Sexist Asda ad cleared - feeling bit depressed about this verdict

(36 Posts)
ashesgirl Fri 01-Feb-13 10:26:13

www.guardian.co.uk/media/2013/jan/30/asda-christmas-ad?INTCMP=SRCH

So the Asda ad was deemed not likely to have caused widespread offence. 8 out of 10 women questioned said it didn't bother them and just reflected reality.

Does anyone else feel a bit disillusioned by this?

Jinsei Sat 02-Feb-13 10:52:46

I know it's "only" an advert, but when our children grow up surrounded by these images, I wonder what messages they absorb about what is "normal". Even if it reflects the reality, doesn't mean that's how it ought to be. sad I think it's a disappointing verdict.

MrsKeithRichards Sat 02-Feb-13 10:58:44

The advert riled me, even if it showed dad peeling spuds or helping with the dishes it would not have been so bad.

StickEmUp Sun 03-Feb-13 09:47:18

The only thing that made me irk was the non seat at the end.

Te advert was very representative of my mothers experience, i believe.

MidnightMasquerader Sun 03-Feb-13 16:47:20

The ad was highly representative - many (most) women related to the sexist set-up it depicted. Ergo: society is still highly sexist.

What's not to be disillusioned about?

It's fine if you like the ad and had a bit of a chuckle at it. But likewise it's also fine not to like the ad one little bit and be a bit saddened by yet another insidious message being put out there.

It's OK to have either viewpoint, or have one that falls somewhere in between.

Treats Wed 06-Feb-13 14:33:28

Re: the chair thing (just to pick up on one bit of the advert). Why does she have to sit on the pouffe? If dad - or anyone else who was enjoying the food - genuinely appreciated her and the effort that she put in to organise Christmas, then they'd have sprung up to offer her their chair and sat on the pouffe themselves. Right?

The fact that the rest of the family were not bothered about her not having a proper chair to sit on demonstrated a real lack of respect for her. And the point of the ad was that it was meant to reflect what Christmas is 'really' like for lots of families. So for lots of families, it's routine to ignore or dismiss the effort that the women put in to make their lives better - and perfectly fine to take it for granted?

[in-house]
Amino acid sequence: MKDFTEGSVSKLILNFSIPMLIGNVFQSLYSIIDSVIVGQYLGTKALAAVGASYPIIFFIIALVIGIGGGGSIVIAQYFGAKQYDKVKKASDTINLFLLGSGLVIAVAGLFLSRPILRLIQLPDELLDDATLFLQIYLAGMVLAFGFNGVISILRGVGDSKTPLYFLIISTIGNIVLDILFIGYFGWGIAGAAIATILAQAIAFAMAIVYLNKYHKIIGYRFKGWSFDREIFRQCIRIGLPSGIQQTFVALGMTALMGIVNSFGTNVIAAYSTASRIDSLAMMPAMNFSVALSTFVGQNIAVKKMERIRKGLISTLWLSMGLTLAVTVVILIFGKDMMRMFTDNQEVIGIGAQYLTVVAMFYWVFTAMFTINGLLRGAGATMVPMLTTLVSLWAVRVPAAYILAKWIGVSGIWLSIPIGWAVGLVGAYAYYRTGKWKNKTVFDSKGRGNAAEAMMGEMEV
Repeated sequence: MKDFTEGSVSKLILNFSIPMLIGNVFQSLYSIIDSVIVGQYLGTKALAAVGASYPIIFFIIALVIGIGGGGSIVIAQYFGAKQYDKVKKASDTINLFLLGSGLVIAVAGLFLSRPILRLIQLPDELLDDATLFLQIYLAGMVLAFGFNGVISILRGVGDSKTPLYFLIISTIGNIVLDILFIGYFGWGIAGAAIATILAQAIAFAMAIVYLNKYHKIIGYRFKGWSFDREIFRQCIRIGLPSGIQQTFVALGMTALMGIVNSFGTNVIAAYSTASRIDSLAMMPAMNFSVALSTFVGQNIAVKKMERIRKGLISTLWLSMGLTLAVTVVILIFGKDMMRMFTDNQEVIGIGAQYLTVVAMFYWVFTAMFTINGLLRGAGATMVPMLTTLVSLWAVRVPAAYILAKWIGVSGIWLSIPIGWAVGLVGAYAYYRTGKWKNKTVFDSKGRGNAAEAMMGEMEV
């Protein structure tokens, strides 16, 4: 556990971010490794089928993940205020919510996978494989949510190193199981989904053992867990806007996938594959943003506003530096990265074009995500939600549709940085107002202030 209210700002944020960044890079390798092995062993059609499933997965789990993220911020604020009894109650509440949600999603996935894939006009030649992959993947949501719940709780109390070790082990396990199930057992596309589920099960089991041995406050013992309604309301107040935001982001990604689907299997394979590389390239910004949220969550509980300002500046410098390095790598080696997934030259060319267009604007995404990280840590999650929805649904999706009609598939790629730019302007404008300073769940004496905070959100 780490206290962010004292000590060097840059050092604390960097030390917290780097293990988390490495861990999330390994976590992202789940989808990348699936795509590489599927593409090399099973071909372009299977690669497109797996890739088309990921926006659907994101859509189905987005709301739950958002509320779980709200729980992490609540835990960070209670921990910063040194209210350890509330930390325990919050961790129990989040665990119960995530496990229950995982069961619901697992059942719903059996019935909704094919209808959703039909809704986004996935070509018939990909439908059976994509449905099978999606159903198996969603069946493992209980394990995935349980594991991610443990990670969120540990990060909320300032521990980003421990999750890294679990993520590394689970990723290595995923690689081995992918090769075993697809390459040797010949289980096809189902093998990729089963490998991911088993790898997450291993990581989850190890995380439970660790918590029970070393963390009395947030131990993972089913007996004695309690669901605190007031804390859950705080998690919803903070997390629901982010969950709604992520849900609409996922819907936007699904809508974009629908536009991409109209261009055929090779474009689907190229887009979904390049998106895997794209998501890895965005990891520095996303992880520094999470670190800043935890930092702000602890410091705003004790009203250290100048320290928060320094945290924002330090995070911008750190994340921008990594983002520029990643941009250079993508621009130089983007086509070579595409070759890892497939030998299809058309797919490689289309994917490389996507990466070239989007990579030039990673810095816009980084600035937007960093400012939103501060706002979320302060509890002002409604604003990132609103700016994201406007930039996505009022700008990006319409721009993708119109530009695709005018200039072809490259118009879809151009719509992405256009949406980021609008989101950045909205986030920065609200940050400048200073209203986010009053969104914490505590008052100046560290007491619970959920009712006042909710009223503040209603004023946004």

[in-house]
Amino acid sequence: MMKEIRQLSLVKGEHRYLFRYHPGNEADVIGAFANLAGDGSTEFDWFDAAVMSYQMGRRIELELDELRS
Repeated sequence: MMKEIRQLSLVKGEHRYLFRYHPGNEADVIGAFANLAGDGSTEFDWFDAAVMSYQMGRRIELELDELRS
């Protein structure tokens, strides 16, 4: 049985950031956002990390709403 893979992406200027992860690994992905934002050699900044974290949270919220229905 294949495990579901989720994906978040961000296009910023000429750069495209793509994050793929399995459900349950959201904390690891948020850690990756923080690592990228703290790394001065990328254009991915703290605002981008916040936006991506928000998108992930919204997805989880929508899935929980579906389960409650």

i get that you can interpret the overall ad in a more light hearted way, but this was the bit that stuck in my craw. If they'd changed that one thing, I might have been more inclined to shrug at it.

yousankmybattleship Wed 06-Feb-13 14:36:01

I'm a woman. I wasn't offended by it. In fact I quite liked it!

Treats - there's something also that I can't quite put my finger on about the chair thing. It's like a hang over from the old image of a woman making a meal for her family table but then standing in the kitchen feeding herself the left over bits. At least at Christmas, she can pull up a pouffe!

LifeIsBetterInFlipFlops Wed 06-Feb-13 18:39:00

Treats...I do exactly this, sitting on the odd chair when we have loads of people over. I want everybody to be comfortable and anyway I need easy access to the kitchen. I don't mind it at all...just love having the house full.

tribpot Wed 06-Feb-13 18:49:51

I'm not sure why the fact it was realistic made it not sexist.

I actually think Asda's intention was not to reinforce sexist stereotypes (which it did) but appeal to its core demographic (overworked women trying to make Christmas 'special') by showing that it, at least, understood how much bloody work they have to put into it. But this could have been funny or thought-provoking (in a good way) if Asda had chosen to subvert the stereotype instead of play to it. Instead it was just sad.

MmeLindor Wed 06-Feb-13 18:57:40

Tribot put it perfectly.

This IS Asda's demographic and they weren't aiming for us middle class aspirational Waitrose shoppers.

Doesn't mean it isn't sexist, or realistic. Sadly it is the reality for many women.

Doing all the drudge work and not even getting a seat at the table.

It would have played MUCH better if they'd surprised her by all helping out at the last minute. Or showing their appreciation.

tribpot Wed 06-Feb-13 19:13:38

Mme, I can assure you I don't aspire to shop at Waitrose, donchaknow wink Although Waitrose (or indeed any other supermarket) could have released a spoof version of the Asda advert to great effect. I suggested on MN before Xmas that the better ad would have been the one where at the end Asda mum wakes up, it's still a fortnight before Xmas and it's all been a horrible dream. Her family all pitch in and both harmony and equality are achieved at the Asda house. If anything, the sexism came from Asda not thinking that would appeal to their demographic, but rather that they would prefer just to be put upon.

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